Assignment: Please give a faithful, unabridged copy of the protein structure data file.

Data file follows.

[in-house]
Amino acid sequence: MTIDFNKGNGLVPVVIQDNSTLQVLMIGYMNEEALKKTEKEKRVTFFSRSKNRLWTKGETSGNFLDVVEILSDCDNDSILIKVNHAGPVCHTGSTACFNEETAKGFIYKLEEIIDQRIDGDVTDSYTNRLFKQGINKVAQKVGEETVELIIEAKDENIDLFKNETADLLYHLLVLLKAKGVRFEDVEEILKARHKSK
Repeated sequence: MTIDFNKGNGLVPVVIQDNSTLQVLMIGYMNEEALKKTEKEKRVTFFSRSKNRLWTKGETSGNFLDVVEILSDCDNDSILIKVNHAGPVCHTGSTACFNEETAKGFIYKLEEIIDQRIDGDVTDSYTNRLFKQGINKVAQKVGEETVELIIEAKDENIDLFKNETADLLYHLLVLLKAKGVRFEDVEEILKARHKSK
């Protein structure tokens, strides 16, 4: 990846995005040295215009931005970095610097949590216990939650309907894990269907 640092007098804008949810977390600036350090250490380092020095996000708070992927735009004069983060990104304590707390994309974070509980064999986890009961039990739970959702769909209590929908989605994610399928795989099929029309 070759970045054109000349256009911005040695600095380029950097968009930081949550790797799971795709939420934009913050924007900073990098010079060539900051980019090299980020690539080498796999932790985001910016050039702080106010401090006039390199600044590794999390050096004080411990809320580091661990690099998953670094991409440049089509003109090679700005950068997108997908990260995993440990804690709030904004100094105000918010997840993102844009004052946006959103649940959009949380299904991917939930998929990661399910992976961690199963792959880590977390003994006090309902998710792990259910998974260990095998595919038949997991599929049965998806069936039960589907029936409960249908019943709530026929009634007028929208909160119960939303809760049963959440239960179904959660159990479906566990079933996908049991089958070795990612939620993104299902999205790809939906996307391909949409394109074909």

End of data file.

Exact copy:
[in-house]
Amino acid sequence: MTIDFNKGNGLVPVVIQDNSTLQVLMIGYMNEEALKKTEKEKRVTFFSRSKNRLWTKGETSGNFLDVVEILSDCDNDSILIKVNHAGPVCHTGSTACFNEETAKGFIYKLEEIIDQRIDGDVTDSYTNRLFKQGINKVAQKVGEETVELIIEAKDENIDLFKNETADLLYHLLVLLKAKGVRFEDVEEILKARHKSK
Repeated sequence: MTIDFNKGNGLVPVVIQDNSTLQVLMIGYMNEEALKKTEKEKRVTFFSRSKNRLWTKGETSGNFLDVVEILSDCDNDSILIKVNHAGPVCHTGSTACFNEETAKGFIYKLEEIIDQRIDGDVTDSYTNRLFKQGINKVAQKVGEETVELIIEAKDENIDLFKNETADLLYHLLVLLKAKGVRFEDVEEILKARHKSK
């Protein structure tokens, strides 16, 4: 990846995005040295215009931005970095610097949590216990939650309907894990269907 640092007098804008949810977390600036350090250490380092020095996000708070992927735009004069983060990104304590707390994309974070509980064999986890009961039990739970959702769909209590929908989605994610399928795989099929029309 070759970045054109000349256009911005040695600095380029950097968009930081949550790797799971795709939420934009913050924007900073990098010079060539900051980019090299980020690539080498796999932790985001910016050039702080106010401090006039390199600044590794999390050096004080411990809320580091661990690099998953670094991409440049089509003109090679700005950068997108997908990260995993440990804690709030904004100094105000918010997840993102844009004052946006959103649940959009949380299904991917939930998929990661399910992976961690199963792959880590977390003994006090309902998710792990259910998974260990095998595919038949997991599929049965998806069936039960589907029936409960249908019943709530026929009634007028929208909160119960939303809760049963959440239960179904959660159990479906566990079933996908049991089958070795990612939620993104299902999205790809939906996307391909949409394109074909």